Wednesday, January 30, 2013

Marvel's In-House Ads from the 1960s and 1970s

In the 1960s Marvel needed growth and innovation, DC wanted stability.

In the early 1960s, because Marvel and DC produced similar products many expected them to have had similar business plans. Nothing could be further from the truth.  Marvel was a small company which had only one owner and one editor. Goodman was the publisher of several magazines and had a limited, but growing number of comics. DC was part of a conglomerate that produced comics, magazines and Signet paperback books. Its parent corporation included a distribution company and handled licensed properties such as James Bond.

With licensing now in the DC blood, its characters were used more to promote products from other companies. DC then seemed less innovative and they had much fewer in house ads.  Marvel didn’t yet have those readily identifiable characters.  Although it had been around for 2 decades, they acted more like a startup company.

Also, Stan Lee told us that he had learned from Bill Gaines and how he connected with the readers of Mad and other EC comics. Stan wanted to follow in his footsteps.  So Marvel put out a ton of products including stationary, sweatshirts, pillows and coins.  Yes, DC had Supermen of America, left over from the 1940s, but Marvel had Marvelmania and FOOM which were more in step with the children of the 1960s. And with their records Stan was able to add personal and show-business touches.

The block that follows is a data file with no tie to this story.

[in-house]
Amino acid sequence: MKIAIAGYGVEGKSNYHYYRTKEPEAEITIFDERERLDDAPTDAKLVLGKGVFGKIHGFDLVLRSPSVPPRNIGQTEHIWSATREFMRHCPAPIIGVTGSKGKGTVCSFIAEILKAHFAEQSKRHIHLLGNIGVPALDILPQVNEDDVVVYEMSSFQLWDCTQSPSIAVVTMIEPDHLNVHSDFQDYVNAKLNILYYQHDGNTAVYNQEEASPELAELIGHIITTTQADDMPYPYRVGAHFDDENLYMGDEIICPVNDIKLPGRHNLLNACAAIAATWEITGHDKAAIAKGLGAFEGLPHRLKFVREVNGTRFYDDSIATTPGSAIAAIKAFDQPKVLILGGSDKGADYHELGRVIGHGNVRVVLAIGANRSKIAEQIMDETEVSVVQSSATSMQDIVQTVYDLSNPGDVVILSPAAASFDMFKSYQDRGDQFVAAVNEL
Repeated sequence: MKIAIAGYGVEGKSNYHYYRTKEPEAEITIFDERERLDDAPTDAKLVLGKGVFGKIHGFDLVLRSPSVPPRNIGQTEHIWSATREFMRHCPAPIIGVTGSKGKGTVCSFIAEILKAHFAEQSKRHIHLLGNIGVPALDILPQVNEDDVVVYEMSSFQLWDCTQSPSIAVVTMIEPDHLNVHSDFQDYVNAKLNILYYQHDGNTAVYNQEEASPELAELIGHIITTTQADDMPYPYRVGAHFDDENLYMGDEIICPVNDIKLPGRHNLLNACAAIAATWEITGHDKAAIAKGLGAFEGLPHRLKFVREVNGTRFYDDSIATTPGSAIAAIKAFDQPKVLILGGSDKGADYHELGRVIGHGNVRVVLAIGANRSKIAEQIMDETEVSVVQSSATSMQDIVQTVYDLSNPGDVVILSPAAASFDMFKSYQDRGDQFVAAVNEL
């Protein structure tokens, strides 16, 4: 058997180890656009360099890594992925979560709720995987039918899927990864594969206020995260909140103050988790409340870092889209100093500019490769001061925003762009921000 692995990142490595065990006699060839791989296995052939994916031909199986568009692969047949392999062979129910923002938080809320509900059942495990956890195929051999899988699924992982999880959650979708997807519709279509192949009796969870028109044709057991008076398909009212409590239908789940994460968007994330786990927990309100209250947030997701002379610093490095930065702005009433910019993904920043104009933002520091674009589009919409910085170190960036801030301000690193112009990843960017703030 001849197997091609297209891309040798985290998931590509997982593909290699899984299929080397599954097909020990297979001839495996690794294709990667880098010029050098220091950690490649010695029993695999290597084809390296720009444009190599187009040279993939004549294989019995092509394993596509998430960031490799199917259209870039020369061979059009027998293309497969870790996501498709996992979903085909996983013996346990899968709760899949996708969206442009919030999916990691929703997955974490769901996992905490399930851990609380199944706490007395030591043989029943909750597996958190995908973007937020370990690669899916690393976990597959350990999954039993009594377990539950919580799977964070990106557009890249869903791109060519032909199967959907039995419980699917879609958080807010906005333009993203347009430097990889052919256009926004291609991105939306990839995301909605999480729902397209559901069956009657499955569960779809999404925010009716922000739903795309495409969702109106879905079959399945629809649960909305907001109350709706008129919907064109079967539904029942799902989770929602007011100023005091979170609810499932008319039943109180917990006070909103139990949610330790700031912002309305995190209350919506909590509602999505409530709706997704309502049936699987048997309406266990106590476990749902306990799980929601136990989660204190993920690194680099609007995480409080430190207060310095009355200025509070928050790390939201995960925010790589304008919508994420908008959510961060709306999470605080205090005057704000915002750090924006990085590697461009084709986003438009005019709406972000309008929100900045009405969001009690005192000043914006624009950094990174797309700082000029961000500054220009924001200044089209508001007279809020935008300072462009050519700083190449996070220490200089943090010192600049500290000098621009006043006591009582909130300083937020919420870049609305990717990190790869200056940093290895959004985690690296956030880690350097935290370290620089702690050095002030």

If you like these, check out the Nick Caputo blog!

Thursday, January 24, 2013

Comic Book ads from the1950s and 1960s

I do miss old comics.

There is a lot to be said about Archives and Masterworks, they are a relatively inexpensive way of getting old stories. And we get them on good paper and we are not quite as scared that we will harm the pages and lose value.

But I miss old comics, the smell, the paper, the letters column, and the ads.  There were weird ads, often for self-improvement, such as body building, but most often for things I never heard of and would never get. This is not an in depth study of ads, just a nostalgic look back as I go through a stack of comics.

Did anyone ever buy Grit and try to sell it? Not in the Northeast, but it was big in rural America. That was one of the many door to door selling programs you could get. Or you could sell shoes. Yes, you could sell shoes door to door too. The one product every one seemed to have, at least in my neighborhood, was those boxes of soldiers. That was fun.

Advertising may tell us something about ourselves.  In the early 1950s horror comics, such as Chamber of Chills, sold woman’s fashion items and items for hair loss. This tells us that men and women, not just young children were reading these comics. 

This ad is from Battle Comics #18!

Young boys reading super-hero comics saw a lot of body building ads and ads to get taller, thinner, and richer.  Making  money in your spare time was a big thing.

Mail-Order Mysteries ($13.57 on Amazon) is a fun book that not only shows many of the ads of this bygone era, but the actual products.

By popular demand, I added two more! (see comments)